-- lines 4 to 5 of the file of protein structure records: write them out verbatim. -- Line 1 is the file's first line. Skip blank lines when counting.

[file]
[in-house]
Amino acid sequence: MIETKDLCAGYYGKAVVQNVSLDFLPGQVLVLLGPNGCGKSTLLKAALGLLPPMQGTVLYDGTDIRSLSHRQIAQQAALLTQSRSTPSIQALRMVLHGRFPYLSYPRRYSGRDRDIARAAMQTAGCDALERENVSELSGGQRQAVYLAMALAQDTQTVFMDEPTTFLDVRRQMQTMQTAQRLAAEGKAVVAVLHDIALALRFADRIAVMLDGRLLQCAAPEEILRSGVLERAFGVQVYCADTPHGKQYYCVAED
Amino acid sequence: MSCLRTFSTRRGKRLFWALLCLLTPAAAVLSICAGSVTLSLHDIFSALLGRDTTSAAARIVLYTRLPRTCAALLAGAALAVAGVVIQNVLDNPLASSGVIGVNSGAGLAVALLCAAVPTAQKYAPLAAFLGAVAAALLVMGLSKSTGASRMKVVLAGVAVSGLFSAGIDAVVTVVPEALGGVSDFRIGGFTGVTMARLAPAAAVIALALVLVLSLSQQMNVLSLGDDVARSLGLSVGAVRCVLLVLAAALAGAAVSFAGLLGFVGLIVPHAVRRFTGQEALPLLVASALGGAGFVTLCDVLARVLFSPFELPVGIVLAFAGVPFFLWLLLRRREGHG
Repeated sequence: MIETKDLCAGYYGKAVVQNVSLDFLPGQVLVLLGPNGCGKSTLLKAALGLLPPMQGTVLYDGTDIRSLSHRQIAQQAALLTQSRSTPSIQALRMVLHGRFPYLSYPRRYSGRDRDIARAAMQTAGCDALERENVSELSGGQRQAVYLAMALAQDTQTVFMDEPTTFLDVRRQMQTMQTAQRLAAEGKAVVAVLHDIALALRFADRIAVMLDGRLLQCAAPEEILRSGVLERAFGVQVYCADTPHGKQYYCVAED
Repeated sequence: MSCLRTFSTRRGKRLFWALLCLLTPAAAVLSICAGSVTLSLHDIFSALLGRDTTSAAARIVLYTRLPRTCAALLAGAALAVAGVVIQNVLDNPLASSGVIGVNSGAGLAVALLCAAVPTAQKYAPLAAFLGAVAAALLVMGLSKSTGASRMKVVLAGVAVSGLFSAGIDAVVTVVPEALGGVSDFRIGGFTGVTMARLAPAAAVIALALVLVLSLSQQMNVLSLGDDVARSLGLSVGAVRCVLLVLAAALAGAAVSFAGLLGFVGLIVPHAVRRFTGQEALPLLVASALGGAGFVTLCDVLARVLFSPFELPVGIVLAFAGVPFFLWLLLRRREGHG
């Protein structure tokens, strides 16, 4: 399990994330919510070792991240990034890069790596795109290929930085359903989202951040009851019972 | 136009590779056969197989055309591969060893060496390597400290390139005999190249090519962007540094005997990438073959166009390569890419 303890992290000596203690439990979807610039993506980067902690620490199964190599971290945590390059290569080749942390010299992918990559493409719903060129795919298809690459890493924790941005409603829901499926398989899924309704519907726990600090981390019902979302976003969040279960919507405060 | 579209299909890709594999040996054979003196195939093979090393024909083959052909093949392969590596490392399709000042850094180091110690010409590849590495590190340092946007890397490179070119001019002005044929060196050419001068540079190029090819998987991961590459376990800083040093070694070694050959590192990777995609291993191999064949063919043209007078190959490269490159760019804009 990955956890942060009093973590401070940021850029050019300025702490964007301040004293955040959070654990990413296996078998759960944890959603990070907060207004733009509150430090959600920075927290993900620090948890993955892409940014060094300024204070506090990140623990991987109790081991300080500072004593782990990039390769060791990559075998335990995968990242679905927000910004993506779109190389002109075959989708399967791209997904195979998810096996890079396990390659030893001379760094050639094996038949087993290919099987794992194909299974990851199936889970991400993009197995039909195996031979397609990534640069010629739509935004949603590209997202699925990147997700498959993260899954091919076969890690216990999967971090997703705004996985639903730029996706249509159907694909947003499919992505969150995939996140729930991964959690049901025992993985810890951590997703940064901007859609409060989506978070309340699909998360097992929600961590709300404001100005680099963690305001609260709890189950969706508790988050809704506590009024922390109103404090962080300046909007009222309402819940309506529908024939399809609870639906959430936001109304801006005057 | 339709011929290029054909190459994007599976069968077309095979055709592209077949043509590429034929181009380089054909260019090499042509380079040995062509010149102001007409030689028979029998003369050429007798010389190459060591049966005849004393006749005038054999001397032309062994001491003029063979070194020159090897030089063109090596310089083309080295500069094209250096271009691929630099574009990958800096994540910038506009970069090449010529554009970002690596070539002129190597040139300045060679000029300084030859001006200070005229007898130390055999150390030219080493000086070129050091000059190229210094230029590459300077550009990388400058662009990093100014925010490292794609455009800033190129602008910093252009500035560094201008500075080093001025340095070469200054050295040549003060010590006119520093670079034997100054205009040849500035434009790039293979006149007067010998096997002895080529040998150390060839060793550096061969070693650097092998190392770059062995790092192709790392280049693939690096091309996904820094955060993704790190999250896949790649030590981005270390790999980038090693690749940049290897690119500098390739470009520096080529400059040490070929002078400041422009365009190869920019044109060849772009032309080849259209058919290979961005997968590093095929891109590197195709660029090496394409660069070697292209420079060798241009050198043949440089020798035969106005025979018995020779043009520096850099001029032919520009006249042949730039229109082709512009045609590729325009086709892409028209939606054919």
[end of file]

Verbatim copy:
Repeated sequence: MIETKDLCAGYYGKAVVQNVSLDFLPGQVLVLLGPNGCGKSTLLKAALGLLPPMQGTVLYDGTDIRSLSHRQIAQQAALLTQSRSTPSIQALRMVLHGRFPYLSYPRRYSGRDRDIARAAMQTAGCDALERENVSELSGGQRQAVYLAMALAQDTQTVFMDEPTTFLDVRRQMQTMQTAQRLAAEGKAVVAVLHDIALALRFADRIAVMLDGRLLQCAAPEEILRSGVLERAFGVQVYCADTPHGKQYYCVAED
Repeated sequence: MSCLRTFSTRRGKRLFWALLCLLTPAAAVLSICAGSVTLSLHDIFSALLGRDTTSAAARIVLYTRLPRTCAALLAGAALAVAGVVIQNVLDNPLASSGVIGVNSGAGLAVALLCAAVPTAQKYAPLAAFLGAVAAALLVMGLSKSTGASRMKVVLAGVAVSGLFSAGIDAVVTVVPEALGGVSDFRIGGFTGVTMARLAPAAAVIALALVLVLSLSQQMNVLSLGDDVARSLGLSVGAVRCVLLVLAAALAGAAVSFAGLLGFVGLIVPHAVRRFTGQEALPLLVASALGGAGFVTLCDVLARVLFSPFELPVGIVLAFAGVPFFLWLLLRRREGHG